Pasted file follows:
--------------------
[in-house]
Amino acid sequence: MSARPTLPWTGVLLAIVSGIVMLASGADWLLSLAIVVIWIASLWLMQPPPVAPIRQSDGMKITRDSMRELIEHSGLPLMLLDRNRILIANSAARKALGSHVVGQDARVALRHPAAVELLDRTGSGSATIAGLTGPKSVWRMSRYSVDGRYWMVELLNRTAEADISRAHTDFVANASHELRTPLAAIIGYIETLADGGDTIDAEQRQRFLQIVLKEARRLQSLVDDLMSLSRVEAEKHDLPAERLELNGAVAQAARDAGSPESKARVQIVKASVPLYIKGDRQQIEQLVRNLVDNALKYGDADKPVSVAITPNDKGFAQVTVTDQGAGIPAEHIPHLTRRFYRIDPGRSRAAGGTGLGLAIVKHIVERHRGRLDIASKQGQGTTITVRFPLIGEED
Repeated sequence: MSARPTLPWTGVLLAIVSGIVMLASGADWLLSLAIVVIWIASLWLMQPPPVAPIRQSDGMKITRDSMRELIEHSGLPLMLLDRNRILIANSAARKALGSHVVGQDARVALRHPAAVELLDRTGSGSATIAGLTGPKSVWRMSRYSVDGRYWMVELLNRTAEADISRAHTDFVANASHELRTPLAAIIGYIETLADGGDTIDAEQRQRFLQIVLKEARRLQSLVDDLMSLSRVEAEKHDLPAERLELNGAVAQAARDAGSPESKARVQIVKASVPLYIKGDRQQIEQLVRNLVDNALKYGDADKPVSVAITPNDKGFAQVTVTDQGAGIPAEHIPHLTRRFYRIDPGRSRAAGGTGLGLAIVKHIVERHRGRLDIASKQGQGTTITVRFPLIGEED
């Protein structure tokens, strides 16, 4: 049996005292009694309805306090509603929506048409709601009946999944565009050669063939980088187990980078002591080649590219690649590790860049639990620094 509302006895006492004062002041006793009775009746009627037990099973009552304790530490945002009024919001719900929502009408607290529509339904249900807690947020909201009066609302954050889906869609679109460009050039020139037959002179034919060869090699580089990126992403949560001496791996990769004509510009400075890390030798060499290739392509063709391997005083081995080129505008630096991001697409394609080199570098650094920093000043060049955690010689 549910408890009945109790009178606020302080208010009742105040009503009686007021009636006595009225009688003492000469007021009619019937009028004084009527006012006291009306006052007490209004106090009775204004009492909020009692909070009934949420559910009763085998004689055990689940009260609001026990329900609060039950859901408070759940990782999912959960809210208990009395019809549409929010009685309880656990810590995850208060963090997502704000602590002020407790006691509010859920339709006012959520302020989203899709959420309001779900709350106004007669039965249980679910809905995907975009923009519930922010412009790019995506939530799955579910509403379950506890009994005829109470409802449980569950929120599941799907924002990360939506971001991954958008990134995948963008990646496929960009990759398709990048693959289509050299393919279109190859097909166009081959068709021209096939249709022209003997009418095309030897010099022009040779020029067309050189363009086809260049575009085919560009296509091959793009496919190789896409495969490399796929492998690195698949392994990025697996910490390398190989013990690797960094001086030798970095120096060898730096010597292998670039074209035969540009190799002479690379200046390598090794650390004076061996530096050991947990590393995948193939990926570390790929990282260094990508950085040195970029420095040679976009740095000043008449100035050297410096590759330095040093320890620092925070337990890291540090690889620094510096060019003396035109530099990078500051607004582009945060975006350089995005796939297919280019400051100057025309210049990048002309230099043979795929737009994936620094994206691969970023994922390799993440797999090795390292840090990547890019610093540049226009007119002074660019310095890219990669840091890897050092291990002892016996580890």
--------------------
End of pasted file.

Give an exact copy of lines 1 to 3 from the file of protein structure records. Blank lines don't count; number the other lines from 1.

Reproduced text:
[in-house]
Amino acid sequence: MSARPTLPWTGVLLAIVSGIVMLASGADWLLSLAIVVIWIASLWLMQPPPVAPIRQSDGMKITRDSMRELIEHSGLPLMLLDRNRILIANSAARKALGSHVVGQDARVALRHPAAVELLDRTGSGSATIAGLTGPKSVWRMSRYSVDGRYWMVELLNRTAEADISRAHTDFVANASHELRTPLAAIIGYIETLADGGDTIDAEQRQRFLQIVLKEARRLQSLVDDLMSLSRVEAEKHDLPAERLELNGAVAQAARDAGSPESKARVQIVKASVPLYIKGDRQQIEQLVRNLVDNALKYGDADKPVSVAITPNDKGFAQVTVTDQGAGIPAEHIPHLTRRFYRIDPGRSRAAGGTGLGLAIVKHIVERHRGRLDIASKQGQGTTITVRFPLIGEED
Repeated sequence: MSARPTLPWTGVLLAIVSGIVMLASGADWLLSLAIVVIWIASLWLMQPPPVAPIRQSDGMKITRDSMRELIEHSGLPLMLLDRNRILIANSAARKALGSHVVGQDARVALRHPAAVELLDRTGSGSATIAGLTGPKSVWRMSRYSVDGRYWMVELLNRTAEADISRAHTDFVANASHELRTPLAAIIGYIETLADGGDTIDAEQRQRFLQIVLKEARRLQSLVDDLMSLSRVEAEKHDLPAERLELNGAVAQAARDAGSPESKARVQIVKASVPLYIKGDRQQIEQLVRNLVDNALKYGDADKPVSVAITPNDKGFAQVTVTDQGAGIPAEHIPHLTRRFYRIDPGRSRAAGGTGLGLAIVKHIVERHRGRLDIASKQGQGTTITVRFPLIGEED